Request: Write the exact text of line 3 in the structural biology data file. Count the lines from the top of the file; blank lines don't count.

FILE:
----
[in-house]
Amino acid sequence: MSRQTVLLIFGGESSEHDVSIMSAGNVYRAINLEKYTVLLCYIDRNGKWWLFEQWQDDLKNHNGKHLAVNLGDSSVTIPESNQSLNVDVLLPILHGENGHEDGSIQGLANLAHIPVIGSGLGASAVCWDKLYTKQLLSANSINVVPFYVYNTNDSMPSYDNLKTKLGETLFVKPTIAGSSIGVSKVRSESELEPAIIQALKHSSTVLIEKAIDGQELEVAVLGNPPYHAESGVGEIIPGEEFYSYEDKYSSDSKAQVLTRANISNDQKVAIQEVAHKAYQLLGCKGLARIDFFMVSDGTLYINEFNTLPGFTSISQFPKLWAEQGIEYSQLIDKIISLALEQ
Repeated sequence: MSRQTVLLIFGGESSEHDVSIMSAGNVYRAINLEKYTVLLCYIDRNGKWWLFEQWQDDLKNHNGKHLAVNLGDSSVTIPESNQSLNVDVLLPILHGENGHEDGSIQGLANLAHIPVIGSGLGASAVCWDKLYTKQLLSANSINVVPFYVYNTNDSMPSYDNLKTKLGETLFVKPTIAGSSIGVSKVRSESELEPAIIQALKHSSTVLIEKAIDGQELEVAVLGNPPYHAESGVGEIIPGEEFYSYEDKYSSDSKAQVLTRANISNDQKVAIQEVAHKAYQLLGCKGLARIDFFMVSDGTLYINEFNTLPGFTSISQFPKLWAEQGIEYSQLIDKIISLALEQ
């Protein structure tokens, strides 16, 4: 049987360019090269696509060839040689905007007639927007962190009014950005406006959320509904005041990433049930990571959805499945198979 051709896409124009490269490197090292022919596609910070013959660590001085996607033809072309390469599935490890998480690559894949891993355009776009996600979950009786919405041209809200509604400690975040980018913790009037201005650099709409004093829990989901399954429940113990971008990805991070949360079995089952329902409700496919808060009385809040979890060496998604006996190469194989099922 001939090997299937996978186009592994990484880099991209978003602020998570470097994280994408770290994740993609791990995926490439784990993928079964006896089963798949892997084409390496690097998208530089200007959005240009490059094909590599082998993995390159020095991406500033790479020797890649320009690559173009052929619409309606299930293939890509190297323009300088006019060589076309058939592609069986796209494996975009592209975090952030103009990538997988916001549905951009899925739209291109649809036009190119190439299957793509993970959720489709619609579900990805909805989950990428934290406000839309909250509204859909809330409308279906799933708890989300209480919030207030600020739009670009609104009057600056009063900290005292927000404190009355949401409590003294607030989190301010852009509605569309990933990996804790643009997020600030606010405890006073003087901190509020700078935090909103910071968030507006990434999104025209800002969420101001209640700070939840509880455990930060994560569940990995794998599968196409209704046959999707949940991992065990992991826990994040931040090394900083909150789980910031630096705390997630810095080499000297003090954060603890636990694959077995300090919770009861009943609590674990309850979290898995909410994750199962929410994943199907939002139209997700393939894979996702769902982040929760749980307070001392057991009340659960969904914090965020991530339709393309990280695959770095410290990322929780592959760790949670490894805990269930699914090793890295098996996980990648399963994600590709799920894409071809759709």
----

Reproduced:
Repeated sequence: MSRQTVLLIFGGESSEHDVSIMSAGNVYRAINLEKYTVLLCYIDRNGKWWLFEQWQDDLKNHNGKHLAVNLGDSSVTIPESNQSLNVDVLLPILHGENGHEDGSIQGLANLAHIPVIGSGLGASAVCWDKLYTKQLLSANSINVVPFYVYNTNDSMPSYDNLKTKLGETLFVKPTIAGSSIGVSKVRSESELEPAIIQALKHSSTVLIEKAIDGQELEVAVLGNPPYHAESGVGEIIPGEEFYSYEDKYSSDSKAQVLTRANISNDQKVAIQEVAHKAYQLLGCKGLARIDFFMVSDGTLYINEFNTLPGFTSISQFPKLWAEQGIEYSQLIDKIISLALEQ